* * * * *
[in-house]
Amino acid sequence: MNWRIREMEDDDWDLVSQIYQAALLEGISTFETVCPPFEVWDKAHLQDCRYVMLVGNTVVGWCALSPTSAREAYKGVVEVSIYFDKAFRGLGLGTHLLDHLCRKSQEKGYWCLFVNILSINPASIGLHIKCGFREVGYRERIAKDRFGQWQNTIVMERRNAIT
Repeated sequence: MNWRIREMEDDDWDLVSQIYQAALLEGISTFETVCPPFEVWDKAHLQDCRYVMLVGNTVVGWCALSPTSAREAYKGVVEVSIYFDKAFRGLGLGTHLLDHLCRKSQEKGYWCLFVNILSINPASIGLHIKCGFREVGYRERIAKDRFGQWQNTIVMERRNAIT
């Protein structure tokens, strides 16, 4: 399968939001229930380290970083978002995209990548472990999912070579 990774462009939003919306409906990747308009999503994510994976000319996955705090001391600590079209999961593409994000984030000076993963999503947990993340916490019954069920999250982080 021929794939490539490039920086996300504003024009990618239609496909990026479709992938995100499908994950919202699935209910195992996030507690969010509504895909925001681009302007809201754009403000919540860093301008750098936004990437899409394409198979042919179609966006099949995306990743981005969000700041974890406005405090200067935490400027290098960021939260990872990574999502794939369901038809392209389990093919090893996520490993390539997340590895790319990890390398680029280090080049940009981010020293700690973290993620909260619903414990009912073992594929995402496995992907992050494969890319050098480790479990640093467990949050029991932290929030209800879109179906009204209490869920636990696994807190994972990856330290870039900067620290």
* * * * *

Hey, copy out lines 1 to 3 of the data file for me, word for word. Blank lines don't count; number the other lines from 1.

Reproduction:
[in-house]
Amino acid sequence: MNWRIREMEDDDWDLVSQIYQAALLEGISTFETVCPPFEVWDKAHLQDCRYVMLVGNTVVGWCALSPTSAREAYKGVVEVSIYFDKAFRGLGLGTHLLDHLCRKSQEKGYWCLFVNILSINPASIGLHIKCGFREVGYRERIAKDRFGQWQNTIVMERRNAIT
Repeated sequence: MNWRIREMEDDDWDLVSQIYQAALLEGISTFETVCPPFEVWDKAHLQDCRYVMLVGNTVVGWCALSPTSAREAYKGVVEVSIYFDKAFRGLGLGTHLLDHLCRKSQEKGYWCLFVNILSINPASIGLHIKCGFREVGYRERIAKDRFGQWQNTIVMERRNAIT